Haemulon plumierii

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Haemulon plumierii
White Grunt (5658507044).jpg
Scientific classification edit
Kingdom: Animalia
Phylum: Chordata
Class: Actinopterygii
Order: Perciformes
Family: Haemulidae
Genus: Haemulon
H. plumierii
Binomial name
Haemulon plumierii
(Lacépède, 1801)
  • Labrus plumierii Lacépède, 1801

Haemulon plumierii, the white grunt or common grunt, is a species of ray-finned fish in the family Haemulidae native to the western Atlantic Ocean.[2] It grows to a length of about 30 cm (12 in) and is a silvery-cream color, with narrow yellow and blue longitudinal stripes, but can modify its color somewhat to match its surroundings. It is closely related to the blue striped grunt and the French grunt and often schools with these species. It feeds on shrimp, other crustaceans, annelids and mollusks, and is preyed on by larger piscivores such as barracuda and shark. It is sometimes caught by anglers as a game fish and its flaky white flesh can be eaten. It is also a popular aquarium fish.

Habitat and distribution[edit]

The white grunt is found near mangroves, reefs, docks, and nearly any sort of structure in its range, which extends in the Western Atlantic from Chesapeake Bay through the Caribbean and Gulf of Mexico down to Brazil.[3][4] It normally lives in depths similar to that of its relative, the blue striped grunt, from 0-30m in depth.[5][4]

This fish is closely related to the blue striped grunt (Haemulon sciurus) and the French grunt (Haemulon flavolineatum). The white grunt is often seen schooling with those species.[4] The familiar "grunt" that this fish makes is caused by its pharyngeal teeth grinding in the back of its throat.[3][5] This sound is normally made when the fish is distressed or in danger, such as when being caught by an angler.


The white grunt is a silvery cream color with numerous yellow and blue horizontal stripes present throughout the body.[5] The head is long with a distinct snout, and falcate pectoral fins and a forked caudal tail are also present. H. plumieri also has numerous dorsal spines and rough teeth. Unlike groupers or snappers, grunts have a strong fixed lower jawbone. The average size of this fish is six inches to more than a foot,[3] and H. plumieri often changes its color to its direct surroundings, becoming accordingly paler or darker.[4] The white grunt has been observed to reach lengths of over 20 inches and weights upwards of 15 lbs. [6]


Although the natural diet of this fish largely consists of shrimp, they also feed upon annelids, crustaceans, and bivalves.[3][4] Largely opportunistic, anglers have caught them on the whole spectrum of natural and artificial baits.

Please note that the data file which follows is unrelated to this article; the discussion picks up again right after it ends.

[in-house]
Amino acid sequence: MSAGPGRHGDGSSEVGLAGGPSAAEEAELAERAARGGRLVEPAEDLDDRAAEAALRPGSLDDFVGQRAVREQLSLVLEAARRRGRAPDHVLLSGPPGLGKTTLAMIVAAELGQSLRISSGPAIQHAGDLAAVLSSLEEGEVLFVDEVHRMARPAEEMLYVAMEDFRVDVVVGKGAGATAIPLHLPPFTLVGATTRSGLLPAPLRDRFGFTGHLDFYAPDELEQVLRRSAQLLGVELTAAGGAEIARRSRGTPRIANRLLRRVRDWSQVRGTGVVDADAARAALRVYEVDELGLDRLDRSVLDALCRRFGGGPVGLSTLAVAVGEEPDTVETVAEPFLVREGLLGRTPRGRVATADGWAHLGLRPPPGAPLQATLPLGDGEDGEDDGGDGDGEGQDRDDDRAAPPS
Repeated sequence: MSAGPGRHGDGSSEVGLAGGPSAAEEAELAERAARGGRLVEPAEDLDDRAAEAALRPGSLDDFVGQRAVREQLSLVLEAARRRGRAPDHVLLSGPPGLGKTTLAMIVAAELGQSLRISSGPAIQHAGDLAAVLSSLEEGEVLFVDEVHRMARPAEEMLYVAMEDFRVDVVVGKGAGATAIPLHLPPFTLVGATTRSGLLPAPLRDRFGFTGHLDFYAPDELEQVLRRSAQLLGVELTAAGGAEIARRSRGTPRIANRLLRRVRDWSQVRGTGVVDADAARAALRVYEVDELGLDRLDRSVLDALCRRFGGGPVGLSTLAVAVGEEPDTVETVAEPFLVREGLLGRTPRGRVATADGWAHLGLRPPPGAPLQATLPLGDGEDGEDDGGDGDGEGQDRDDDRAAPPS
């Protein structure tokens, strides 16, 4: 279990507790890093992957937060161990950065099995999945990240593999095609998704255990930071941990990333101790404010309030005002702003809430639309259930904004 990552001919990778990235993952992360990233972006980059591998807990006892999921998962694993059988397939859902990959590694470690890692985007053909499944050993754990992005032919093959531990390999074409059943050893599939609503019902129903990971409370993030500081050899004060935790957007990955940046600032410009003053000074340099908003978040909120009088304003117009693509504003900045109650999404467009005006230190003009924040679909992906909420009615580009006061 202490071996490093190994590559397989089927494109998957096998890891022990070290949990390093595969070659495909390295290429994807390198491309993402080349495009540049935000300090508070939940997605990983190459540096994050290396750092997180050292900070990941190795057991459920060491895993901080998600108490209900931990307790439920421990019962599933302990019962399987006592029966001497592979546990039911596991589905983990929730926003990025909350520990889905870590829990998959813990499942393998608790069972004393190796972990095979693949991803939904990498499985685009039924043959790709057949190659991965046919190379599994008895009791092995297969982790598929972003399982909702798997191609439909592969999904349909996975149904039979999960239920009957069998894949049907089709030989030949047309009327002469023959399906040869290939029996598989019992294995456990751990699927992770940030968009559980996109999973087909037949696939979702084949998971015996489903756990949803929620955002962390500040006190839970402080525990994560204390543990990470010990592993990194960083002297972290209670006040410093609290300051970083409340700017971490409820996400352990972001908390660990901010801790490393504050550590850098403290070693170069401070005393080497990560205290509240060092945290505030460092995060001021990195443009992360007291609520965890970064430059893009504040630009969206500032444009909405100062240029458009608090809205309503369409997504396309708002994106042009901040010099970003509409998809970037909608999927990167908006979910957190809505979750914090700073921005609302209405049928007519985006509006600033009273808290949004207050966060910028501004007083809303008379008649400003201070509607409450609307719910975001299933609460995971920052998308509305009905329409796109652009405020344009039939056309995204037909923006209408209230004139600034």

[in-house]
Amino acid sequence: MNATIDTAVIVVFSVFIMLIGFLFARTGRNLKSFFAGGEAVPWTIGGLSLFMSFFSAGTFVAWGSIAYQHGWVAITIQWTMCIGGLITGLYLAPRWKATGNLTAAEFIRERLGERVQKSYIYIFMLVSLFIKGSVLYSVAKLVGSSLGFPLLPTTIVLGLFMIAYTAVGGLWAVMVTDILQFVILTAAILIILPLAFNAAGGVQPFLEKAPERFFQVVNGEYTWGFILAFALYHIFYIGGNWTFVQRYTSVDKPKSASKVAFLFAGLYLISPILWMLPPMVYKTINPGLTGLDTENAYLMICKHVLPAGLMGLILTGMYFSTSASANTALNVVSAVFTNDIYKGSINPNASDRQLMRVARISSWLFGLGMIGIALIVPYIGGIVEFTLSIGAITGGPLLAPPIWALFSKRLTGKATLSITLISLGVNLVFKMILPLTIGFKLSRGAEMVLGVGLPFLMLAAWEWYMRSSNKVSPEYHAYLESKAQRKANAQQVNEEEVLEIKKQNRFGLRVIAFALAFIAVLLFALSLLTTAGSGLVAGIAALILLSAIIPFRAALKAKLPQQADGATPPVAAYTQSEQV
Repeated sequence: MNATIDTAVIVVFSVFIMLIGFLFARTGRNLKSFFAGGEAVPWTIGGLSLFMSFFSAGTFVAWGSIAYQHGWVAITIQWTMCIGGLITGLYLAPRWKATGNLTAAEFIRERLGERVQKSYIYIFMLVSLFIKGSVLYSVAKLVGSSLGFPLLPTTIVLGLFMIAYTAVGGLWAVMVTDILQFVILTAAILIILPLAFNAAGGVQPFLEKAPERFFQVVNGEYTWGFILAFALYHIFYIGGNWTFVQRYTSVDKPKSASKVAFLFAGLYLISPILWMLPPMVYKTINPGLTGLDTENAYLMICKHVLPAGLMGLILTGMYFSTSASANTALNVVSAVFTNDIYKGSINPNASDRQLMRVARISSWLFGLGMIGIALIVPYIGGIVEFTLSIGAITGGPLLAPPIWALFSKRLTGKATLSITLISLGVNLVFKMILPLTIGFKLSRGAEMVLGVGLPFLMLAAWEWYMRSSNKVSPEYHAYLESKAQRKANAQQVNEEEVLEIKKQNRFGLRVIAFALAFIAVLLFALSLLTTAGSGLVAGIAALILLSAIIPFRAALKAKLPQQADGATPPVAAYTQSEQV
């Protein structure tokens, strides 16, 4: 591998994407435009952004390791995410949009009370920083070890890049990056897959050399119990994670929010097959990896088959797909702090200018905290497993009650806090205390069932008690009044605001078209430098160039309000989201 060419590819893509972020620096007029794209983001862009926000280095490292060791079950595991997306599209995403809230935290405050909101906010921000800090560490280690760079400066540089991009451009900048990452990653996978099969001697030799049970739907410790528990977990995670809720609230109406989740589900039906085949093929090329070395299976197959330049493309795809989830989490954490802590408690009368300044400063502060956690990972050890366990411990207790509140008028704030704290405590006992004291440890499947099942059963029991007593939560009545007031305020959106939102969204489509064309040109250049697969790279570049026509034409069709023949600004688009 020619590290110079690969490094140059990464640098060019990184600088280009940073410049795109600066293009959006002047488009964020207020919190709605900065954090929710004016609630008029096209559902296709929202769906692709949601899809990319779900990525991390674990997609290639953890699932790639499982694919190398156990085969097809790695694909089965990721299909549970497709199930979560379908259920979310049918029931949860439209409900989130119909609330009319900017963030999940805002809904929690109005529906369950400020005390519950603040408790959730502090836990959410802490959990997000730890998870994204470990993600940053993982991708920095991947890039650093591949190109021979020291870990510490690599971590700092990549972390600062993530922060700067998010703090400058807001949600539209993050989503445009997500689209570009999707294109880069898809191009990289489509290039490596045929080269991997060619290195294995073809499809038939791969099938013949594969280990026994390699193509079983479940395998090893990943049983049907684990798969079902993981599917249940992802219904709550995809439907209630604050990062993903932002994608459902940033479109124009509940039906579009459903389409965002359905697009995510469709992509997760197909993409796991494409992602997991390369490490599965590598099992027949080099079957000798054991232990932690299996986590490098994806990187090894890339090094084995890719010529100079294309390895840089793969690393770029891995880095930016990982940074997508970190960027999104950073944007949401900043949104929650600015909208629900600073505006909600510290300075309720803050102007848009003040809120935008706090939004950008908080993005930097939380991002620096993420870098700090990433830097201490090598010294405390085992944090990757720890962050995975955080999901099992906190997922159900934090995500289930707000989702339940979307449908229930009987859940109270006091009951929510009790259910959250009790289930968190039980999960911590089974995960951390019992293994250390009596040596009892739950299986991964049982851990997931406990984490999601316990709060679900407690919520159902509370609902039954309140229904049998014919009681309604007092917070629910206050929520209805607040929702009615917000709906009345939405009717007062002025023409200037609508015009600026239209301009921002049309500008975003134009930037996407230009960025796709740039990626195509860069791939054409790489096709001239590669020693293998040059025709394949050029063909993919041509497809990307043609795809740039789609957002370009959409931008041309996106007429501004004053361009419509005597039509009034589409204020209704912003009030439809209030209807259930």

Large species of predatory fish such as barracuda and shark feed upon white grunts, as they are abundant and school in fairly large numbers.[4] Other piscivorous fish such as groupers and snappers also eat H. plumieri.


Haemulon plumierii was first formally described in 1801 as Labrus plumierii by the French naturalist Bernard German de Lacépède (1756-1825) with the type locality given as Martinique.[7] The specific name honours the Franciscan monk and naturalist Charles Plumier (1664–1704), Lacépède based his description of this species on a drawing by Plumier.[8]

Human uses, commercial and recreational[edit]

The white grunt has minor importance on the commercial scale, but is somewhat popular with children and beginners as game fish,[9][4] and even experienced fishermen. Grunts are easy to catch and have white meat that cooks well, so they are sometimes caught to be eaten. A historic Florida dish, "Grits and Grunts", is traditionally prepared with H.plumieri.[4] They also have bait value for large piscivorous fish.

These fish also have high value as aquarium fish, due to their bright colors.[4]


  1. ^ Lindeman, K.; Anderson, W.; Claro, R.; et al. (2016). "Haemulon plumierii". IUCN Red List of Threatened Species. 2016: e.T190132A1941346. doi:10.2305/IUCN.UK.2016-1.RLTS.T190132A1941346.en. Retrieved 31 March 2021. CS1 maint: discouraged parameter (link)
  2. ^ a b Froese, Rainer and Pauly, Daniel, eds. (2019). "Haemulon plumerii" in FishBase. December 2019 version.
  3. ^ a b c d "White Grunt". South Atlantic Fishery Management Council. Archived from the original on 6 November 2013. Retrieved 30 October 2013. CS1 maint: discouraged parameter (link)
  4. ^ a b c d e f g h i "White Grunt". Ichthyology. Florida Museum of Natural History. Retrieved 30 October 2013. CS1 maint: discouraged parameter (link)
  5. ^ a b c "White Grunt: Haemulon plumieri". Florida Fish and Wildlife Conservation Commission. Retrieved 30 October 2013. CS1 maint: discouraged parameter (link)
  6. ^ "White Grunt". Florida Fish And Wildlife Conservation Commission.
  7. ^ Eschmeyer, William N.; Fricke, Ron & van der Laan, Richard (eds.). "Species in the genus Haemulon". Catalog of Fishes. California Academy of Sciences. Retrieved 31 March 2021.
  8. ^ Christopher Scharpf; Kenneth J. Lazara, eds. (5 January 2021). "Order LUTJANIFORMES: Families HAEMULIDAE and LUTJANIDAE". The ETYFish Project Fish Name Etymology Database. Christopher Scharpf and Kenneth J. Lazara. Retrieved 31 March 2021. CS1 maint: discouraged parameter (link)
  9. ^ Davidson, Buck. "White Grunt". Southern Charm SportFishing. Retrieved 30 October 2013. CS1 maint: discouraged parameter (link)

External links[edit]